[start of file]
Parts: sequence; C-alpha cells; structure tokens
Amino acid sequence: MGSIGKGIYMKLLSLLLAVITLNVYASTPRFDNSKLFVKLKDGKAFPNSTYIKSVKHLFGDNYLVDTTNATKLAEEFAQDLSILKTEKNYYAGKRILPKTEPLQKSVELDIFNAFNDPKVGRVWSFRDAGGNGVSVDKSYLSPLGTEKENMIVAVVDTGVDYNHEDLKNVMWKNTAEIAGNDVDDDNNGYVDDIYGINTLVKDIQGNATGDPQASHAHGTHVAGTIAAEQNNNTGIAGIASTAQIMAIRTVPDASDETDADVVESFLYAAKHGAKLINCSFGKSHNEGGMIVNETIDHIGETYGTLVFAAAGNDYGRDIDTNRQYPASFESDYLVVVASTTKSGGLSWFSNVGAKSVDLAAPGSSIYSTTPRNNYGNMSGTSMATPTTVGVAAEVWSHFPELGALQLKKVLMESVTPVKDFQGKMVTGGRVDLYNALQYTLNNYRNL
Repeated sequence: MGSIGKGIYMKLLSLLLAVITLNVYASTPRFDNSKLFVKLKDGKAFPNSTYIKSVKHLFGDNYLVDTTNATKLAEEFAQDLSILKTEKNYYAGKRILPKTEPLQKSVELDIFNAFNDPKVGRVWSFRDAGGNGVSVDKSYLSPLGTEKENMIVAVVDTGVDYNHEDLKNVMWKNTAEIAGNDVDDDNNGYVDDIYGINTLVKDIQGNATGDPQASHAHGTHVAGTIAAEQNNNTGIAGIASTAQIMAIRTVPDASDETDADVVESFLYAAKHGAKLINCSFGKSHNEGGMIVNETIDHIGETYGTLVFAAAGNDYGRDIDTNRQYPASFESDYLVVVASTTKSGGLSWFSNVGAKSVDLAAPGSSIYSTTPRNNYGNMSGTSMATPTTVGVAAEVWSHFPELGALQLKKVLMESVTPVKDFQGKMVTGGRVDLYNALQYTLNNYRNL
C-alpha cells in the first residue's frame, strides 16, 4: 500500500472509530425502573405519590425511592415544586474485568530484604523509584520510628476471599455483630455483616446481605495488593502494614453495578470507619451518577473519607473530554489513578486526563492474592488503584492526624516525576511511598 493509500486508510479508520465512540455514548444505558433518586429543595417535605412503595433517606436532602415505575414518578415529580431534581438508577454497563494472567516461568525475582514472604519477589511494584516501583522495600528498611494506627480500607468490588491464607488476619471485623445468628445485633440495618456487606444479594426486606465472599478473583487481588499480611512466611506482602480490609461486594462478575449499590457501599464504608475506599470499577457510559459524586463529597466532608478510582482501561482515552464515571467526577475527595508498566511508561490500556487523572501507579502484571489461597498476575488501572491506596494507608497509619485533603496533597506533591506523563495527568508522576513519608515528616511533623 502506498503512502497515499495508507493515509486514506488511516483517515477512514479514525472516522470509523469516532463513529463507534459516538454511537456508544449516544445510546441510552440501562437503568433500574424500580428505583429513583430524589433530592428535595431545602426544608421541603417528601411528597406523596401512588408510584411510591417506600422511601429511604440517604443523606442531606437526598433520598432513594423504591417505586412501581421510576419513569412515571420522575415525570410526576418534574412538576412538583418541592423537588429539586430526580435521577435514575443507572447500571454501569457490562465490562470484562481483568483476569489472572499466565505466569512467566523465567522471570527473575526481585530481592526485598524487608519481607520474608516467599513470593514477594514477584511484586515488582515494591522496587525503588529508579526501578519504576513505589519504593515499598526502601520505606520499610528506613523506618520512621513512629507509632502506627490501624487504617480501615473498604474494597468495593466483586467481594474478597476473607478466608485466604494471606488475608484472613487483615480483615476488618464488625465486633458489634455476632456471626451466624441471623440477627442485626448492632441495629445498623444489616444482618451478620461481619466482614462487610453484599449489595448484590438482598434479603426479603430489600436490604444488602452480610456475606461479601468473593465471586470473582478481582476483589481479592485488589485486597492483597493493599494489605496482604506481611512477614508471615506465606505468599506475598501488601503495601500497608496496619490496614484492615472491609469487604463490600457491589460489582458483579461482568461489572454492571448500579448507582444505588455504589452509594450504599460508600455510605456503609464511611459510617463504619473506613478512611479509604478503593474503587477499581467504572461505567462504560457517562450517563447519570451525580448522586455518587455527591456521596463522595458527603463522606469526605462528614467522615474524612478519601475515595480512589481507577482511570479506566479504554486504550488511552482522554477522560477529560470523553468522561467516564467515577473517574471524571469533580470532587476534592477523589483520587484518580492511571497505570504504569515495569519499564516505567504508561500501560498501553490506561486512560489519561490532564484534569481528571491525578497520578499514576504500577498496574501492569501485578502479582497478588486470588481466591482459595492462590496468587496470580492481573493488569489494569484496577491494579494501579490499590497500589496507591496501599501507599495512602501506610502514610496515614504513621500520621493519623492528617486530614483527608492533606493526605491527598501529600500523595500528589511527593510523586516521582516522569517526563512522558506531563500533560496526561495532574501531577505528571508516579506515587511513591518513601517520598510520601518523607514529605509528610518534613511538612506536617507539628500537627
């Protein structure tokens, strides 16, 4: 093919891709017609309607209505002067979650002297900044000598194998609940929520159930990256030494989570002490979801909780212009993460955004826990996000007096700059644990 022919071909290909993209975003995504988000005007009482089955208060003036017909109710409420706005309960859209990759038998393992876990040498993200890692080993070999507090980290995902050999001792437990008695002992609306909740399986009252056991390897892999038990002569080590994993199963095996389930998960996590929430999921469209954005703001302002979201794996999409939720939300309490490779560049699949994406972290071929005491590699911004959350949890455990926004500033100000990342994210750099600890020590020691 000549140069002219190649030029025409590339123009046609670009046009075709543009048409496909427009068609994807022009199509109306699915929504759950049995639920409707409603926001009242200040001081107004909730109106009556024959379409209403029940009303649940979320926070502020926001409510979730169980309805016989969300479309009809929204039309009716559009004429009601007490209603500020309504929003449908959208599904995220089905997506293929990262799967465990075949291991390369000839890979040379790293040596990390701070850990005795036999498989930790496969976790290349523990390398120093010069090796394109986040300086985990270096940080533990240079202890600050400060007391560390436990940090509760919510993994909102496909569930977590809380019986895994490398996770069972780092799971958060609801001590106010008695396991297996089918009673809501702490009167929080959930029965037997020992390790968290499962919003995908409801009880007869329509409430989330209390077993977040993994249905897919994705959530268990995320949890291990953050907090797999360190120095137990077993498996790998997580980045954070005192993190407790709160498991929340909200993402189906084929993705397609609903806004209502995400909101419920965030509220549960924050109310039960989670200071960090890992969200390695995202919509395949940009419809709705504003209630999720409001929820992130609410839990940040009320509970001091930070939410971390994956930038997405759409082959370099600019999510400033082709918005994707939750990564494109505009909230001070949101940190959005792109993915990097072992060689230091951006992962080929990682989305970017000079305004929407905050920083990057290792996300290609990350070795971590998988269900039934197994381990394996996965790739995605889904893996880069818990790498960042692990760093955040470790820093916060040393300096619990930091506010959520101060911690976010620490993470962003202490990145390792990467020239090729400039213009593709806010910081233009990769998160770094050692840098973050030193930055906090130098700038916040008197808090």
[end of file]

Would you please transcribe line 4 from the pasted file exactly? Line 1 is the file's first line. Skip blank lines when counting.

C-alpha cells in the first residue's frame, strides 16, 4: 500500500472509530425502573405519590425511592415544586474485568530484604523509584520510628476471599455483630455483616446481605495488593502494614453495578470507619451518577473519607473530554489513578486526563492474592488503584492526624516525576511511598 493509500486508510479508520465512540455514548444505558433518586429543595417535605412503595433517606436532602415505575414518578415529580431534581438508577454497563494472567516461568525475582514472604519477589511494584516501583522495600528498611494506627480500607468490588491464607488476619471485623445468628445485633440495618456487606444479594426486606465472599478473583487481588499480611512466611506482602480490609461486594462478575449499590457501599464504608475506599470499577457510559459524586463529597466532608478510582482501561482515552464515571467526577475527595508498566511508561490500556487523572501507579502484571489461597498476575488501572491506596494507608497509619485533603496533597506533591506523563495527568508522576513519608515528616511533623 502506498503512502497515499495508507493515509486514506488511516483517515477512514479514525472516522470509523469516532463513529463507534459516538454511537456508544449516544445510546441510552440501562437503568433500574424500580428505583429513583430524589433530592428535595431545602426544608421541603417528601411528597406523596401512588408510584411510591417506600422511601429511604440517604443523606442531606437526598433520598432513594423504591417505586412501581421510576419513569412515571420522575415525570410526576418534574412538576412538583418541592423537588429539586430526580435521577435514575443507572447500571454501569457490562465490562470484562481483568483476569489472572499466565505466569512467566523465567522471570527473575526481585530481592526485598524487608519481607520474608516467599513470593514477594514477584511484586515488582515494591522496587525503588529508579526501578519504576513505589519504593515499598526502601520505606520499610528506613523506618520512621513512629507509632502506627490501624487504617480501615473498604474494597468495593466483586467481594474478597476473607478466608485466604494471606488475608484472613487483615480483615476488618464488625465486633458489634455476632456471626451466624441471623440477627442485626448492632441495629445498623444489616444482618451478620461481619466482614462487610453484599449489595448484590438482598434479603426479603430489600436490604444488602452480610456475606461479601468473593465471586470473582478481582476483589481479592485488589485486597492483597493493599494489605496482604506481611512477614508471615506465606505468599506475598501488601503495601500497608496496619490496614484492615472491609469487604463490600457491589460489582458483579461482568461489572454492571448500579448507582444505588455504589452509594450504599460508600455510605456503609464511611459510617463504619473506613478512611479509604478503593474503587477499581467504572461505567462504560457517562450517563447519570451525580448522586455518587455527591456521596463522595458527603463522606469526605462528614467522615474524612478519601475515595480512589481507577482511570479506566479504554486504550488511552482522554477522560477529560470523553468522561467516564467515577473517574471524571469533580470532587476534592477523589483520587484518580492511571497505570504504569515495569519499564516505567504508561500501560498501553490506561486512560489519561490532564484534569481528571491525578497520578499514576504500577498496574501492569501485578502479582497478588486470588481466591482459595492462590496468587496470580492481573493488569489494569484496577491494579494501579490499590497500589496507591496501599501507599495512602501506610502514610496515614504513621500520621493519623492528617486530614483527608492533606493526605491527598501529600500523595500528589511527593510523586516521582516522569517526563512522558506531563500533560496526561495532574501531577505528571508516579506515587511513591518513601517520598510520601518523607514529605509528610518534613511538612506536617507539628500537627